Order No. 927-81, 46 FR 7953, Jan. 26, 1981, unless otherwise noted.
(a) The National Environmental Policy Act of 1969 (NEPA), 42 U.S.C. 4321 et seq., establishes national policies and goals for the protection of the environment. Section 102(2) of NEPA contains certain procedural requirements directed toward the attainment of such goals. In particular, all federal agencies are required to give appropriate consideration to the environmental effects of their proposed actions in their decisionmaking and to prepare detailed environmental statements on proposals for legislation significantly affecting the quality of the human environment and on other major federal actions significantly affecting the quality of the human environment.
(b) Executive Order No. 11991 of May 24, 1977, directed the Council on Environmental Quality (CEQ) to issue regulations to implement the procedural provisions of NEPA. Accordingly, CEQ issued final NEPA regulations, 40 CFR parts 1500-1508, (“The NEPA regulations”). These regulations provide that each federal agency shall, as necessary, adopt implementing procedures to supplement the regulations. The NEPA regulations identify those sections of the regulations which must be addressed in agency procedures.
The purpose of this part is to establish Department of Justice procedures which supplement the relevant provisions of the NEPA regulations and to provide for the implementation of those provisions identified in 40 CFR 1507.3(b).
The procedures set forth in this part, with the exception of the appendices, apply to all organizational elements of the Department of Justice. Internal procedures applicable, respectively, to the Bureau of Prisons, the Drug Enforcement Administration, the Immigration and Naturalization Service, and the Office of Justice Assistance, Research and Statistics are set forth in the appendices to this part, for informational purposes.
The NEPA regulations define “major federal action.” “Major federal action” does not include action taken by the Department of Justice within the framework of judicial or administrative enforcement proceedings or civil or criminal litigation, including but not limited to the submission of consent or settlement agreements and investigations. Neither does “major federal action” include the rendering of legal advice.
(a) The NEPA regulations require agencies to establish three typical classes of action for similar treatment under NEPA. These classes are: actions normally requiring environmental impact statements (EIS), actions normally not requiring assessments or EIS, and actions normally requiring assessments but not necessarily EIS. Typical Department of Justice actions falling within each class have been identified as follows:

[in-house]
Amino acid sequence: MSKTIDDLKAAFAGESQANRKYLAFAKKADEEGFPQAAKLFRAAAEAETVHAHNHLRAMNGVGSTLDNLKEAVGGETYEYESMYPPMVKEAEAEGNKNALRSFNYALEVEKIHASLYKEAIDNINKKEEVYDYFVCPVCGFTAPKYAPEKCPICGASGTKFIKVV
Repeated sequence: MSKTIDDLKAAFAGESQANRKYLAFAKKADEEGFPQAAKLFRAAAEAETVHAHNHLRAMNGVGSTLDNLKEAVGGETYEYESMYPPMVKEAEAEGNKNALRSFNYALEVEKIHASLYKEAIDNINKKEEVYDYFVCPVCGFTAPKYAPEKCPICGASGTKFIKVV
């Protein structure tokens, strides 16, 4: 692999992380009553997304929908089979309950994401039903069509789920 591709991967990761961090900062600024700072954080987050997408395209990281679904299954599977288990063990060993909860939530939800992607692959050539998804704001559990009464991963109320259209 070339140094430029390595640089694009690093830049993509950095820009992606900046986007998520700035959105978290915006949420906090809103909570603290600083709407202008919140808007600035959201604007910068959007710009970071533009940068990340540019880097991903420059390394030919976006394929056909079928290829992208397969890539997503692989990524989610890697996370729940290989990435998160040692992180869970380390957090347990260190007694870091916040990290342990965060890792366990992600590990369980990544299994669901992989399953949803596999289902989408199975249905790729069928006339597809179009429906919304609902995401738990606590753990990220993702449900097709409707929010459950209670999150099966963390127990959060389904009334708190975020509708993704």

(1) Actions normally requiring EIS. None, except as noted in the appendices to this part.
(2) Actions normally not requiring assessments or EIS. Actions not significantly affecting the human environment.
(3) Actions normally requiring assessments but not necessarily EIS.
(i) Proposals for major federal action;
(ii) Proposals for legislation developed by or with the significant cooperation and support of the Department of Justice and for which the Department has primary responsibility for the subject matter.
(b) The Department of Justice shall independently determine whether an EIS or an environmental assessment is required where:
(1) A proposal for agency action is not covered by one of the typical classes of action above; or
(2) For actions which are covered, the presence of extraordinary circumstances indicates that some other level of environmental review may be appropriate.
The NEPA regulations contain requirements to ensure adequate consideration of environmental documents in agency decisionmaking. To implement these requirements, the Department of Justice shall:
(a) Consider from the earliest possible point in the process all relevant environmental documents in evaluating proposals for Department action;
(b) Ensure that all relevant environmental documents, comments and responses accompany the proposal through existing Department review processes;